Analysis identified four main themes: suicide as a more tangible option (whether feared or not); identification with the deceased and awareness of shared vulnerabilities to suicide; personal determination to avoid suicide; and beliefs regarding safeguards against suicide. These themes reflected a broad split in participants' views regarding own likelihood of dying by suicide, influenced by the degree to which own suicide was feared and the extent to which they felt in control of determining a suicide death. Whilst the majority described an aversion to the idea of attempting suicide themselves, largely through an awareness of the impact on others, a minority described their experiences as having normalised suicide as a personal option.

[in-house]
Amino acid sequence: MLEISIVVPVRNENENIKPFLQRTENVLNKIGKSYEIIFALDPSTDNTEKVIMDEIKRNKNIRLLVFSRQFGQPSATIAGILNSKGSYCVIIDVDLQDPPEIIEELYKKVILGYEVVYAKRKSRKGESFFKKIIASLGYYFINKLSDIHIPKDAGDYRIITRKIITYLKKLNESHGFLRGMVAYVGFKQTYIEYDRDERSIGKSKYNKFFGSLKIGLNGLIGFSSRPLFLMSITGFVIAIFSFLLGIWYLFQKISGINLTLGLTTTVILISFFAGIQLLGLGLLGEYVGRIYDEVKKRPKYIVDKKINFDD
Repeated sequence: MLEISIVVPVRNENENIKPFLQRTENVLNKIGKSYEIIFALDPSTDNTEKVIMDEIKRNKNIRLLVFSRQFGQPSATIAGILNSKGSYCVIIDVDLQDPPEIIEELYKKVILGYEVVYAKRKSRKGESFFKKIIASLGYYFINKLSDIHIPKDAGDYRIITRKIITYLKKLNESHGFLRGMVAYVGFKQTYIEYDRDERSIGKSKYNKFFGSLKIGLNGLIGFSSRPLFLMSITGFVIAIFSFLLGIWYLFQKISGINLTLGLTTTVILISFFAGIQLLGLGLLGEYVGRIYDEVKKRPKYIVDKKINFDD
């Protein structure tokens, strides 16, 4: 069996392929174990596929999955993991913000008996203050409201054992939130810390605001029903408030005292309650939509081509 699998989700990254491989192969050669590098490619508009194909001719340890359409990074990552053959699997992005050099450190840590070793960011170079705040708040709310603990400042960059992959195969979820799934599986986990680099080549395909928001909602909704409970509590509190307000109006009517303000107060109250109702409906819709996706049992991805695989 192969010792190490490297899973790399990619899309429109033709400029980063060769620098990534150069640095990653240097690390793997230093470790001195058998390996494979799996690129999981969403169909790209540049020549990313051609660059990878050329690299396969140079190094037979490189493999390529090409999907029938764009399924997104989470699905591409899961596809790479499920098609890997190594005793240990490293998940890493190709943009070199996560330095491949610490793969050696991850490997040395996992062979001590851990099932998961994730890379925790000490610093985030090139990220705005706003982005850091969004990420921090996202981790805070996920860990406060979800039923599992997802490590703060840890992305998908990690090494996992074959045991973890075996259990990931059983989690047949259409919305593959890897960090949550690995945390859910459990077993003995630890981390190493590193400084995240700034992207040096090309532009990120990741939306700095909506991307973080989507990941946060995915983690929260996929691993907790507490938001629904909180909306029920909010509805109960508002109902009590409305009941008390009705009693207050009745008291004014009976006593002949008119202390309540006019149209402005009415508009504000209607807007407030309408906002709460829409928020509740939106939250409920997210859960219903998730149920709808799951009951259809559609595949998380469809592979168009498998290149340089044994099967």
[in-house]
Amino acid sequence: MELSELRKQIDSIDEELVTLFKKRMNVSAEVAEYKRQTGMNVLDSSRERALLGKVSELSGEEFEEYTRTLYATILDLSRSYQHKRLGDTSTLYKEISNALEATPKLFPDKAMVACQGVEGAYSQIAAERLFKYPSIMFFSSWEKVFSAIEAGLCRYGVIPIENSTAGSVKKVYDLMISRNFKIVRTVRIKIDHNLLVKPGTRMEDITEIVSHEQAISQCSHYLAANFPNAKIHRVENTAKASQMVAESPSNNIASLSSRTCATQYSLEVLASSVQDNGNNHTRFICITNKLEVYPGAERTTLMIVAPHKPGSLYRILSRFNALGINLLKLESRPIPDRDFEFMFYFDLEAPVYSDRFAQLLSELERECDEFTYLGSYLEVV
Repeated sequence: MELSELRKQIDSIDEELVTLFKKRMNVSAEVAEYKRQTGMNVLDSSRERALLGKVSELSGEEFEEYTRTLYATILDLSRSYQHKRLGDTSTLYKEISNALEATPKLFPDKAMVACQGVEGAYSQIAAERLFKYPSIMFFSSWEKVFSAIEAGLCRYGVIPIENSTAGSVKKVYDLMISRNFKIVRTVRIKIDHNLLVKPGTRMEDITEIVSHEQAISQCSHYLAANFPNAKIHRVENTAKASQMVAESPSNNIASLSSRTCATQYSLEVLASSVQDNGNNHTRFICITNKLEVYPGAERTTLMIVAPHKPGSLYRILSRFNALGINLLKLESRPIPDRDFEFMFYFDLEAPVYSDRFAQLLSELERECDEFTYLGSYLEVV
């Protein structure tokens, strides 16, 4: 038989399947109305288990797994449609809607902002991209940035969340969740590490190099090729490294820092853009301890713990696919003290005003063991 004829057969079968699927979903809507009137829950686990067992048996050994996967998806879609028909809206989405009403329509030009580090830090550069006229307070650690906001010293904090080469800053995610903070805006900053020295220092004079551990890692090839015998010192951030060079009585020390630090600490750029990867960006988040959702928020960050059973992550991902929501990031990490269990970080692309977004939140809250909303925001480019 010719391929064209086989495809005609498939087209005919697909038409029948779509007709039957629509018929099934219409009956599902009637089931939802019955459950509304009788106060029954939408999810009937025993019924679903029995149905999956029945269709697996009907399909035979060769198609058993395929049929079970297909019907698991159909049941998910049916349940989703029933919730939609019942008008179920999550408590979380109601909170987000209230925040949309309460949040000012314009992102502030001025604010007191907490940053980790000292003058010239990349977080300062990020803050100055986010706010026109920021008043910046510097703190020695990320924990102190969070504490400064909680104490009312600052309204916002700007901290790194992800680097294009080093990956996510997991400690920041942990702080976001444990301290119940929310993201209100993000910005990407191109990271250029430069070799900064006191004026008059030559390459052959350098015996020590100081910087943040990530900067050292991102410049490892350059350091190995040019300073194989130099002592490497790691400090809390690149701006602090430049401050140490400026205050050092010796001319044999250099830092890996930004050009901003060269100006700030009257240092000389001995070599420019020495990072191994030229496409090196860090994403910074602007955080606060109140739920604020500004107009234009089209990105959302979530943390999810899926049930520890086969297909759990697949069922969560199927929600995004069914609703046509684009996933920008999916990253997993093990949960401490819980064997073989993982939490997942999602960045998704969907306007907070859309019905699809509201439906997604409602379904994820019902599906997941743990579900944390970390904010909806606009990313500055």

The views of a sample of UK-based adults bereaved by suicide suggest that exposure to the suicide of a close friend or relative can influence attitudes to suicide in ways that could influence own risk of suicide attempt. The normalising attitudes to suicide observed in a minority of respondents could contribute to the observed association between suicide bereavement and suicide attempt.